Brown says the “real lender rule” he wants to overturn “guts out state consumer protection laws and allows unregulated payday loans across the country.”

“For years under the Democratic and Republican administrations, federal regulators cracked down on abusive ‘bank hire’ systems in which payday lenders funnel their predatory high-interest loans through national banks to escape credit limits. state interest rates, ”said a separate Brown statement. “The OCC rule is a complete reversal of that policy, a betrayal of hard-working American families and a shameful attack on the ability of states to protect their citizens from predatory loans.

According to Reuters, FinTech firms had researched the “real lender rule” for legal certainty as to whether state or federal rules applied when partnering with traditional lenders to issue loans. Democrats say the rule is in fact designed to allow those companies to evade state usury laws and rate caps by partnering with banks subject to more flexible federal lending rules.

They say states and the District of Columbia have rules in place to protect consumers from abusive lending rates, but state chartered, federally insured banks are exempt through the Federal Deposit Insurance Act. The OCC rule allows non-banks to use banking partnerships to circumvent state laws and enforce outrageous annual percentage rates that have reached 179%, they say. They describe the agreements as “bank leasing systems”, in which the bank attaches its name to the transaction while the customer deals entirely with the non-bank lender, who markets, underwrites, arranges and collects the loan payments.

Republicans in Congress argued that the change has helped American consumers and businesses.

A 2020 letter in support of the measure signed by Republicans on the House Financial Services Committee, including Anthony Gonzalez of Rocky River and Warren Davidson of Miami County, said the rule would resolve lawsuits against non-bank fintech companies that partner with banks to provide consumer loans. The plaintiffs asserted that the FinTech companies were not “true lenders” or that they were engaged in a “lease-to-hire” program, and “therefore, the interest rate cap of the Home state of the borrower, rather than that of the responsible sponsor. bank, should apply, ”their letter said.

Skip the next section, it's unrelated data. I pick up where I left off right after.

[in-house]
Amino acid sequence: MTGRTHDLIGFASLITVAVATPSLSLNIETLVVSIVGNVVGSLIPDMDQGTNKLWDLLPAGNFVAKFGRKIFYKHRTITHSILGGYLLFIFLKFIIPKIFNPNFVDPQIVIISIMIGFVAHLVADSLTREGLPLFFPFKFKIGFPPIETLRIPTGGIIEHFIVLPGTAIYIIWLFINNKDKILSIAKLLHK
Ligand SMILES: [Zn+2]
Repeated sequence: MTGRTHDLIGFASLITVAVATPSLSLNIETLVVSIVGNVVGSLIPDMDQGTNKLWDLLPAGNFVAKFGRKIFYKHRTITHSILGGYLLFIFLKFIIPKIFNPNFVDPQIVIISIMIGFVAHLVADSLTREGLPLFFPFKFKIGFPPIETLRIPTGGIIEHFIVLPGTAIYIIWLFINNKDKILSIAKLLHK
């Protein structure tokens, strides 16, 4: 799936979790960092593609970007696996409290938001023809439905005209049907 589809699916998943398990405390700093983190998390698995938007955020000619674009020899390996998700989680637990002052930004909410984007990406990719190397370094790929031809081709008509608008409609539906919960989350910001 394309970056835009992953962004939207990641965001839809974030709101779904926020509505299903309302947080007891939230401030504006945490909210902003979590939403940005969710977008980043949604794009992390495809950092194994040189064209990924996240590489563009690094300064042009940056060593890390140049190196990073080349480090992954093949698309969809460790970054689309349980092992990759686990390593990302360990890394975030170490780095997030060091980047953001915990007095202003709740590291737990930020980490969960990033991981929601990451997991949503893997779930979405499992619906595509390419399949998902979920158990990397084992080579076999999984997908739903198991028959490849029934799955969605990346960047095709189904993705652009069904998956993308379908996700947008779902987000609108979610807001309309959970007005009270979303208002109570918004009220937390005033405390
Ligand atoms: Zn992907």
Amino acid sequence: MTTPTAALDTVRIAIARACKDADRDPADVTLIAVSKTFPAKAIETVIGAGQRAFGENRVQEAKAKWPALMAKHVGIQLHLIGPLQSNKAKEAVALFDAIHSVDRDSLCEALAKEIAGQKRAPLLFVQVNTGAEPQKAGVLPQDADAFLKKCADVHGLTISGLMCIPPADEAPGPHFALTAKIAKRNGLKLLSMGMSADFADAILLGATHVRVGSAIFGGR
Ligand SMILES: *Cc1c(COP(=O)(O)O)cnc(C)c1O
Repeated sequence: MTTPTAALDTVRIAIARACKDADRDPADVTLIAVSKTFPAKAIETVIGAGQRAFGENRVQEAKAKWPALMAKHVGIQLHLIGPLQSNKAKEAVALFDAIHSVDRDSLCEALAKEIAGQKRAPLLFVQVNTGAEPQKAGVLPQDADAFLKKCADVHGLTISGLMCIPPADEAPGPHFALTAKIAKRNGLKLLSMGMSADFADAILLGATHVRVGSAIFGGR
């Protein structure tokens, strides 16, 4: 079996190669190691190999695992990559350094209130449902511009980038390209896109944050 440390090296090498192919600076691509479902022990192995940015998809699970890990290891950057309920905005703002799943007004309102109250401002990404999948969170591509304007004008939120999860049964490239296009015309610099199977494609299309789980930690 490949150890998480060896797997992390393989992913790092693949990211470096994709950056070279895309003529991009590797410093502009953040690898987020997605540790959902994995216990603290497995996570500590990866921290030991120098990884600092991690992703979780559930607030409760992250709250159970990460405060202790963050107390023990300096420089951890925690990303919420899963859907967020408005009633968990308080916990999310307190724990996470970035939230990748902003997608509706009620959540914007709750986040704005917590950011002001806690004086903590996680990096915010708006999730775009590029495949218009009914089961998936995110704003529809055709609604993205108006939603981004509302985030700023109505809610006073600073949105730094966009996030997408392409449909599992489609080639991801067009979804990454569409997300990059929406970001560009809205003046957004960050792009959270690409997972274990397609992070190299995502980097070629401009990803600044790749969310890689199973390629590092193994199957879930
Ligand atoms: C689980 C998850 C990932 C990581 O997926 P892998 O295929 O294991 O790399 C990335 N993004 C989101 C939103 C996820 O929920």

“The uncertainty surrounding this issue arising from the ongoing litigation casts doubt on loans made under the bank-fintech partnership model and could reduce the availability of credit in affected areas,” the GOP letter continued. “Loans to third parties are subject to the same supervisory control as a bank loan when there is a bank-fintech relationship. Since these cases point to a lack of third-party supervision by the banks in question, we believe that the OCC and the Federal Deposit Insurance Corporation (FDIC) have the necessary legal obligation and authority to promulgate rules to clarify which entity is the “true lender”. “. “

Consumer organizations have hailed Brown’s efforts to overturn a rule that allows predatory lending.

“Congress must reverse this rule to protect the hard-fought consumer protections that protect Americans’ paperbacks and peace of mind,” said a statement from Kalitha Williams, project director of Policy Matters Ohio, an institute of research on nonprofit and nonpartisan leftist state policies. offices in Cleveland and Columbus.